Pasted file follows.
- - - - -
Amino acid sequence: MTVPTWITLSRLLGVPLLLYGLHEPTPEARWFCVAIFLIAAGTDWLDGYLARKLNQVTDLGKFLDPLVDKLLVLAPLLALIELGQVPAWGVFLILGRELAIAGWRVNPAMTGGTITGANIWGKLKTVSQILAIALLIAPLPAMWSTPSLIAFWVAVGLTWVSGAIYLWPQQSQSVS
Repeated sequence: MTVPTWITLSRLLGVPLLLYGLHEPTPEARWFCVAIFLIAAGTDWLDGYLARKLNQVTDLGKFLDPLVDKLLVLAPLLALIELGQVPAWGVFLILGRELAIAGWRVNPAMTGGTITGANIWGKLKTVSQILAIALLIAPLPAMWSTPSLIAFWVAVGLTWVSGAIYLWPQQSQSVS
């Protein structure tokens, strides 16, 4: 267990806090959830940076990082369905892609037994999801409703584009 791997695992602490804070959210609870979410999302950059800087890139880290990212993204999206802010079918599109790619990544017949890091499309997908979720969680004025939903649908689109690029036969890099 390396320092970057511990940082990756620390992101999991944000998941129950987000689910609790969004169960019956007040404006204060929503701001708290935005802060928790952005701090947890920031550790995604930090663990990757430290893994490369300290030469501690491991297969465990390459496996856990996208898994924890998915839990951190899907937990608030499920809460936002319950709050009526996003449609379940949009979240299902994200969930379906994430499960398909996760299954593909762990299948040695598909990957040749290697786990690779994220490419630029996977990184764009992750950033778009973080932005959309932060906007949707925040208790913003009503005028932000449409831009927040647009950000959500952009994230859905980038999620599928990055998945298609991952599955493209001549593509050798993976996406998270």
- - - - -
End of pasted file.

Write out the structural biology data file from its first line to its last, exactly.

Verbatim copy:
Amino acid sequence: MTVPTWITLSRLLGVPLLLYGLHEPTPEARWFCVAIFLIAAGTDWLDGYLARKLNQVTDLGKFLDPLVDKLLVLAPLLALIELGQVPAWGVFLILGRELAIAGWRVNPAMTGGTITGANIWGKLKTVSQILAIALLIAPLPAMWSTPSLIAFWVAVGLTWVSGAIYLWPQQSQSVS
Repeated sequence: MTVPTWITLSRLLGVPLLLYGLHEPTPEARWFCVAIFLIAAGTDWLDGYLARKLNQVTDLGKFLDPLVDKLLVLAPLLALIELGQVPAWGVFLILGRELAIAGWRVNPAMTGGTITGANIWGKLKTVSQILAIALLIAPLPAMWSTPSLIAFWVAVGLTWVSGAIYLWPQQSQSVS
């Protein structure tokens, strides 16, 4: 267990806090959830940076990082369905892609037994999801409703584009 791997695992602490804070959210609870979410999302950059800087890139880290990212993204999206802010079918599109790619990544017949890091499309997908979720969680004025939903649908689109690029036969890099 390396320092970057511990940082990756620390992101999991944000998941129950987000689910609790969004169960019956007040404006204060929503701001708290935005802060928790952005701090947890920031550790995604930090663990990757430290893994490369300290030469501690491991297969465990390459496996856990996208898994924890998915839990951190899907937990608030499920809460936002319950709050009526996003449609379940949009979240299902994200969930379906994430499960398909996760299954593909762990299948040695598909990957040749290697786990690779994220490419630029996977990184764009992750950033778009973080932005959309932060906007949707925040208790913003009503005028932000449409831009927040647009950000959500952009994230859905980038999620599928990055998945298609991952599955493209001549593509050798993976996406998270």